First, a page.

Focus groups were conducted with the parents of young people learning to drive who were either participating in or not participating in a professional driver education course. Guided by the Goals for Driver Education (GDE) Framework, the focus groups investigated parents’ perceptions about what professional driver education courses should focus on training their children. The study also utilized a novel draw-and-talk qualitative research technique to gain parents perspectives about using driving simulators within professional driver education courses.
The data were analysed qualitatively using a six-step thematic analysis. Major findings included that parents felt the need to outsource skills related to vehicle manoeuvring (GDE level 1) and mastery of traffic environments (GDE level 2) to professional driving instructors because they did not feel confident in their current knowledge or skills to teach them. In many cases, parents were worried that they would ‘pass bad habits’ onto their children. Contrasting this, parents did not outsource training related to higher-order and macroenvironmental influences on driving related to the Goals and contexts of driving (GDE level 3) and Goals for life/skills for living (GDE level 4). Parents perceived that they were responsible for teaching children ‘road sense’. A recurring theme throughout the focus groups was parents’ perceptions about the potential impacts of interpersonal conflict with their children throughout the novice driver period.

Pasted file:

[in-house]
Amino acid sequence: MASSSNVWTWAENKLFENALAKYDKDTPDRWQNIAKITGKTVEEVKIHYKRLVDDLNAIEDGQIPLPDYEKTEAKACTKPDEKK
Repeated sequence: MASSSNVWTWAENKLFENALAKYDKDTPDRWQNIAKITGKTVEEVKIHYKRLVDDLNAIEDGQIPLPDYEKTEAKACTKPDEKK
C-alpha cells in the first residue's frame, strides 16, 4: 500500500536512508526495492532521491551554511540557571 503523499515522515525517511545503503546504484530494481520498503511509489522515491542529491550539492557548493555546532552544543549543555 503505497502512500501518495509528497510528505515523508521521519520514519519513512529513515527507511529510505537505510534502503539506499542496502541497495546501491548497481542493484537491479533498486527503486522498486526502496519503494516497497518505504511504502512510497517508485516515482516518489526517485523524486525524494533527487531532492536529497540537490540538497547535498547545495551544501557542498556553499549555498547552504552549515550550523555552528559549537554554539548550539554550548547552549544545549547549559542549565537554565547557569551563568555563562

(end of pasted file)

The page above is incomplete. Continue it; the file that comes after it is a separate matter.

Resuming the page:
Funding / Grants
- ARC Linkage Grant (2017 - 2019)